Now that we’ve decided to follow the Romantic Road from beginning to end, we’re moving further north and staying for 4 nights in Dinkelsbühl. On the way, we stop off for lunch at Augsburg. We park outside the historical centre so we can cycle into the city which proves to be a good plan. We easily find free parking in Lützowstrasse on the other side of the Lech in the north east. That way we can follow the red dotted line on the map at the top and follow it south and then east.
Our first stop, as always, is the tourist office to get a map and list of places of interest. We learn there are three fountains on Maximilian strees, also known as the Imperial Road, erected in about 1600. Unfortunately, the Rathaus (Town Hall) is being renovated but the sumptuous Gold Room, restored in 1985, is open and we are the only visitors.
We have a picnic lunch in the cathedral square (it’s an intermittent fast day) and visit the Romanesque crypt and the oldest series of stained glass windows in the world.
We have coffee just opposite the second fountain, that of Mercury.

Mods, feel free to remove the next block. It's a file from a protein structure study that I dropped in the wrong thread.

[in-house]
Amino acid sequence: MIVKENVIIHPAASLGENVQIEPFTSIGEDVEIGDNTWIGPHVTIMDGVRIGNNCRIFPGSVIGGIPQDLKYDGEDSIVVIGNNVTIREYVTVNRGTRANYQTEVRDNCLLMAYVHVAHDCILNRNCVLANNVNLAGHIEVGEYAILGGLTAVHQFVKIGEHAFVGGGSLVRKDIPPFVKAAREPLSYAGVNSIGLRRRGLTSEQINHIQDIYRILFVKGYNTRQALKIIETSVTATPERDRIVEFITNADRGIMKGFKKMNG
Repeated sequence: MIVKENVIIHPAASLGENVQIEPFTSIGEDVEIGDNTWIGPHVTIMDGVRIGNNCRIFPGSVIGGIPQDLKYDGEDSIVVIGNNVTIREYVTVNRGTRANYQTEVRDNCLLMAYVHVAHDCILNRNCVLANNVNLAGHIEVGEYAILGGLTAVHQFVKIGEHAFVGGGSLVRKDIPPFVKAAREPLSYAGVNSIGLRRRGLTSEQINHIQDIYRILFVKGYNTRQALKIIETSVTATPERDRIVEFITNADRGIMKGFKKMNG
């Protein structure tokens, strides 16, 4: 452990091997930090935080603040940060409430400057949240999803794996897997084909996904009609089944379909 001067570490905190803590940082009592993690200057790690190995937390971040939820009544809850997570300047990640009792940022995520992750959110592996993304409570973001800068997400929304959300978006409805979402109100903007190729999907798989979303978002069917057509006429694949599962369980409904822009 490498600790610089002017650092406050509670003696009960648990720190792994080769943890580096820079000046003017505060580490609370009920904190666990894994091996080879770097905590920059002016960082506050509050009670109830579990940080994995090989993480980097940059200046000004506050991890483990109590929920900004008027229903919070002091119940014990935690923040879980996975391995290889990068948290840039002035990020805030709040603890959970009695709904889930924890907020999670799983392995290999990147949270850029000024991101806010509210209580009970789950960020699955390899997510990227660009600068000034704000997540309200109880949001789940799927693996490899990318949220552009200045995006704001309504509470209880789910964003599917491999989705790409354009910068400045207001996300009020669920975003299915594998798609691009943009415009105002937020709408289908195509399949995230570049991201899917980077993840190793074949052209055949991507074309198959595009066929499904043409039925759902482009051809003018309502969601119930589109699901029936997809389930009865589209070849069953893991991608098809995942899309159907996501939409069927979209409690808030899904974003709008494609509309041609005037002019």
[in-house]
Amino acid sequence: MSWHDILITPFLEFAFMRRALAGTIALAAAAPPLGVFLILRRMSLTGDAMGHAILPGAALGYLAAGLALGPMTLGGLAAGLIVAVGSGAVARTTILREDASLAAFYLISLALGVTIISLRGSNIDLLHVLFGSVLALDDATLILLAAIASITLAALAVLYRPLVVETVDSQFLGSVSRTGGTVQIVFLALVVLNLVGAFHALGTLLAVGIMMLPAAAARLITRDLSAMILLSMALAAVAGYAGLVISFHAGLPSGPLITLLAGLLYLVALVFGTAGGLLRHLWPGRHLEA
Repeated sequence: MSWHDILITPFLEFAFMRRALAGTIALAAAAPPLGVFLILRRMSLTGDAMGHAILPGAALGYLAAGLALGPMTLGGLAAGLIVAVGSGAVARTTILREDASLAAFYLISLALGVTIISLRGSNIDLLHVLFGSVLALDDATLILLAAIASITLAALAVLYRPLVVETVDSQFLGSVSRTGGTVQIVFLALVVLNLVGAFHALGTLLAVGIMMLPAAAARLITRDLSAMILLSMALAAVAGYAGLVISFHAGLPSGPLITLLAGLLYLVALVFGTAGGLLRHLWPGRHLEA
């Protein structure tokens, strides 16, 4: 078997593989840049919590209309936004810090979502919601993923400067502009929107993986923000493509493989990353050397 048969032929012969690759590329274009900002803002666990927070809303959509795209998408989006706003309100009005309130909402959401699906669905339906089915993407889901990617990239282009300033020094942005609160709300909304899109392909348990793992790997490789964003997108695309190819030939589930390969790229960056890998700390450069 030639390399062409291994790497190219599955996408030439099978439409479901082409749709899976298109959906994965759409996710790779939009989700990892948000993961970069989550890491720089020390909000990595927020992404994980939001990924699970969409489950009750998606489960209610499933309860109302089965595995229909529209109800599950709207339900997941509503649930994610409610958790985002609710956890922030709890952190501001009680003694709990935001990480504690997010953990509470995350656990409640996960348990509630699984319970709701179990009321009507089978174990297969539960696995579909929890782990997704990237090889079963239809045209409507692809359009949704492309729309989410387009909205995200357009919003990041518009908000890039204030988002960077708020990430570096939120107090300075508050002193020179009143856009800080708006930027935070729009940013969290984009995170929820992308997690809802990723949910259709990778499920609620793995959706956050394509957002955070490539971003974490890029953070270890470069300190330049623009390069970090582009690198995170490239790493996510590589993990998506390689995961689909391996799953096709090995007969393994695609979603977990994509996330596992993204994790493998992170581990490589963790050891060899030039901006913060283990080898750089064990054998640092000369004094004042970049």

Next on our list is the beautiful Renaissance Damenhof, part of the Fugger family’s houses and business premises built from 1512 to 1515. The courtyard with its Tuscan columns supporting arcades and painted arches, was a family garden for the female members of the family. Today it contains a very romantic café. What a pity we didn’t know about it ten minutes earlier!
We then see the third fountain, that of Hercules.
The two churches of St Ulrich and Saint Afra are built up against each other.
The late gothic Catholic basilica of St Ulrich is a combination of Renaissance and baroque.
The protestant church of St Ulrich with its beautiful stucco ceilings, is most unusual.
On the way out, we go by the Fuggerei, 67 houses built for the Catholic poor by Jacob Fugger. The annual rent is less than a euro.
Next stop: the beautifully preserved mediaeval village of Dinkelsbühl.